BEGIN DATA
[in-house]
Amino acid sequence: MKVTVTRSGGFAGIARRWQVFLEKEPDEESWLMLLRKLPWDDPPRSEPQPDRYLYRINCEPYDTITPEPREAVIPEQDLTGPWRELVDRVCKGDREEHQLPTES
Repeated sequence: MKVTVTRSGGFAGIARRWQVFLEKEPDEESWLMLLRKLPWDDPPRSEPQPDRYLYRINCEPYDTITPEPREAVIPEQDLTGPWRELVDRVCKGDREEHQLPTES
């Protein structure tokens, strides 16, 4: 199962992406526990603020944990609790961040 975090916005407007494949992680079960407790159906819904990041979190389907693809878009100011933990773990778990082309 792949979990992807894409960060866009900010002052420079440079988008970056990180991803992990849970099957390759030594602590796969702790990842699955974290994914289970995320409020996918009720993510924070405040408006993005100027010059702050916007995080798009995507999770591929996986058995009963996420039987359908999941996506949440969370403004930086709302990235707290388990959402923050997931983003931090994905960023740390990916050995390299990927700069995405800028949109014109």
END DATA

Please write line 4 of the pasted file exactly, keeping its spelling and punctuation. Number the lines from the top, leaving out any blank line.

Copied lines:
């Protein structure tokens, strides 16, 4: 199962992406526990603020944990609790961040 975090916005407007494949992680079960407790159906819904990041979190389907693809878009100011933990773990778990082309 792949979990992807894409960060866009900010002052420079440079988008970056990180991803992990849970099957390759030594602590796969702790990842699955974290994914289970995320409020996918009720993510924070405040408006993005100027010059702050916007995080798009995507999770591929996986058995009963996420039987359908999941996506949440969370403004930086709302990235707290388990959402923050997931983003931090994905960023740390990916050995390299990927700069995405800028949109014109």